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Leave Your Wife a Fixed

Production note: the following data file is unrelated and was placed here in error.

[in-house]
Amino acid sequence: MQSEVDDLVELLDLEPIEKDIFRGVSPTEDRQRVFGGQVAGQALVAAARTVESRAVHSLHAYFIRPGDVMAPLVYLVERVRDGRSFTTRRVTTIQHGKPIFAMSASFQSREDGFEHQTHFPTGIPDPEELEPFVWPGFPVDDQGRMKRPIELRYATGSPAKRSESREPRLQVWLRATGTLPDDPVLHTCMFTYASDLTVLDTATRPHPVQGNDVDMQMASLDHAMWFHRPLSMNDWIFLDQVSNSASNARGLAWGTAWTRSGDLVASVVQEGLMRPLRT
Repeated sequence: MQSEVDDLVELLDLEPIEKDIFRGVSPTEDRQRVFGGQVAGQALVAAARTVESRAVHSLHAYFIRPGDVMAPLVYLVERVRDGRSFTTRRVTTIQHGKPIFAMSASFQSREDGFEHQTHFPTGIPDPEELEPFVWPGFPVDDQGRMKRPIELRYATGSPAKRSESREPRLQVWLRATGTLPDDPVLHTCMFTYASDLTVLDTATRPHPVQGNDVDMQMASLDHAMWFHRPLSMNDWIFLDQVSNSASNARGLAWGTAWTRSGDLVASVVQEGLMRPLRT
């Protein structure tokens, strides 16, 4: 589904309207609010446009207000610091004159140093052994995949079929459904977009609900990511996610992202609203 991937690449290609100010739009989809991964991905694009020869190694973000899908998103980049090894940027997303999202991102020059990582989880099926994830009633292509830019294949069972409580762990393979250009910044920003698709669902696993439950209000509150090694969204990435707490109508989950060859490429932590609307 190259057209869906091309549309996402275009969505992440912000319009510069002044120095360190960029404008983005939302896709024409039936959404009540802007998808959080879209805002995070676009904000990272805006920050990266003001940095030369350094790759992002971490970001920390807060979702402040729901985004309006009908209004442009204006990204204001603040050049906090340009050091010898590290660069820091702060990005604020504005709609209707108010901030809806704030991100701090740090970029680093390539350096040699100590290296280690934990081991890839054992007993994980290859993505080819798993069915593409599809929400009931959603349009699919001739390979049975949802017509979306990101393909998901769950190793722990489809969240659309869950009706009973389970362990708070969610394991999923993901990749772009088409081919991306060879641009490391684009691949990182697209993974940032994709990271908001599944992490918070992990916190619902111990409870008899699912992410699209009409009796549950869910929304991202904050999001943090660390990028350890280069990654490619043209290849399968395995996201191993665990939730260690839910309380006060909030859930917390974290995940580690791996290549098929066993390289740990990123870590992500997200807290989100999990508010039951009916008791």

Monthly Income for Life Th e Prudential Newest Monthly Income Policy Provides a Cash Payment at death of Insured AND THEN a regular MONTHLY INCOME for your wife for 20 years or for Life. COST IS LOW ?PRUDENTIAL^ STSEMC'HOF P GIBRALTAR f ' * ? ?jfc'y -J / ^ & A * I 4 t. 1 Without committing myself to any action, I shail be glad to receive free particulars and rates of AN IMMEDI ATE BENEFIT AND X<V! CONTINUOUS Monthly Income Policy. For $ - ? a Month with cash payment at death. Name Address My Age is- . ? ? Beneficiary's Age. $1230 cash, and $50 a month for Life COSTS If Age of Insured is 30, and Age of Beneficiary, 25, 221.40 per Year An Average saving of $18.45 per month, NOW. The Income can be arranged for in Multiples of $10 per Month up. The Prudential Insurance Company of America Incorporated m ? Stock Company by the State of New Jersey JOHN F. DRYDEN, President Home Office, Newark, N. J. Dept. 119 LIMIT OF VISION IN WATER ON'E of the most peculiar things in connec tion with life under water is what is known as the limiting angle of vision. This applies to fishes, divers, submarine crews, and in fact any being possessing the power of sight and desiring to look through the water at objects in the air. The effect is not due to a defect in vision, but to the refraction or bending of light, and no tel escope or other optical instrument can get around it. The effect consists of the impossibility of see ing anything on the outside unless the ob server directs his line of sight within forty eight degrees cf the vertical. If a forty-nine degree angle or over is taken, the surface, no matter how beautiful and clear the water is, acts as a perfect mirror and reflects objects at the bottom of the water, thus not allowing any thing on the outside to be seen. The conse quence of this property is the most startling of all; for everything on the outside can be seen and thus has to be seen in the cone described by the forty-eight-degree angle from the eve. This shows all outside objects huddled together and appearing high in air. Thus, if one dives into the middle of a wide river, on looking up, the banks will appear close together, but at a great distance from the observer high in air. This angle is called the "critical" angle, and of course varies with the two media in contact. If one desires to try the experiment, a square It one desires to try tne experiment, a square Slass box or an aquarium will answer very well, uspend this from the ceiling or support it on a wall bracket, and look under it at an angle. The phenomena will be observed as indicated. The clearer the water and the stronger the light, the more clearly will things appear. SOME DOUBT ABOUT IT A RECEPTION was given by the Medical Club in Philadelphia in honor of Sir Lauder Brunton, a noted English physician, and in course of the evening he was engaged in a discussion of nervous ill temper. After he had described the beneficial effects of various drugs upon nervous ill tempers, he said: "I remember a middle aged woman of most nervous disposition who told me with tears in her eyes how she had once said to her husband: '"John, I know I am cross at times. I know that you find me unkind often. Sometimes perhaps you think I do not love you. But, John, remember, when such unhappy thoughts assail you, that if I had my life to live over again, I'd marry you just the same.' '"I'm not so sure of that,' John replied shortly." Plain Truth - IF vou haven't read a lot about the Studio Girl, it hasn't been for kick of opportunity. Hundreds of articles, tc say nothing of books, have been printed about the unlimited possibilities of deco rating studios at small financial cost (time and profound thought are not supposed to count) and the delights of the free, in dependent, untrammeled gipsy h e the studio typifies. It always seems very al luring. BUT there is another side, the truth side which is vastly more important than color schemes and how to cook an eleven-course dinner over a gasjet it seems about time that some one told the Srfh about the Studio Girl. "One of Them'' does it in our next Sunday Maga zine It is not only plain truth, but in telligent truth?and they don't always go together, more's the pity. She has stu.l.e.1 the Studio Girl long and carefully. She numbers scores of them among her per sonal acquaintances. She has found that studio life is about the worst the most demoralizing, a good girl can lead. DOES she preach about it? Yes; but you would never realize it except in re sults. In her brilliant, dazzling way she shows what the studio life really meane. Her article is choke full of humor, of sharp pointed, significant epigram. it will surprise you if it doesn't startle you, and every word is entertaining, uhlch isn't always true of really valuable aiti cles. Herbert kaufman?he of the verbal electric pyrotechnics?has one of his remarkable poems in ournext| Sun day Magazine. It is called "The C ity of the Gilded Tear," which seems to refer to Babylon; but whether the ancient city ot wickedness or its modern prototypes is not specified. As usual, you will find he uses the dazzling fireworks to make his ideas more impressive, to command at tention. And he succeeds, as usual. nPHE EMERGENCY AND THE MAN " * is an exciting story by Charles bran ds Bourke?really a study in courage, tioin* to prove that sometimes a man who never thinks about it at all has as much of it as the one whose business it is to be brave. A little far fetched, perhaps by way of making the contrast stronger, but a fine, upstanding story. CUPPING DUKE THE GROUCH CURE" shows Shorty McCabeback on his regular, self appointed job of straight ening out kinks in the particular phases of human nature with which he comes in im mediate contact. It is a good deal easier, and far more effective in the end to re form human nature on the instalment plan than in the mass. The title of this story makes one feel he can settle back with the comfortable feeling that here is something worth while, apart from the humor and the picturesque slang. rnHE WANDEROBO ELEPHANT * HUNTERS" is one of the absorb ingly interesting instalments of Edgar Beecher Bronson's " In l losed Territory. Most of us rather prefer learning about strange and interesting people after we are sated with tales of slaughter of wild beasts. The Wanderobo are among the most remarkable natives that Mr Bron son encountered in Africa. Abo then; is a fine pen picture of John Alfred J or da rover of the wilderness, who watched other men stake out gold mines that made them fabulously rich?because min ing is not his game, and hunting is. And there is a description of a stampede o wild beasts, thousands of them, whic takes one's breath away. VOU know by this time that * The Fur * nace of Gold " keeps seething with in extinguishable interest, and there s not much use in talking about it. TAKE it for and by. our next Sunday Magazine is mighty good, anyway you consider it. and that's the plain, in telligent truth.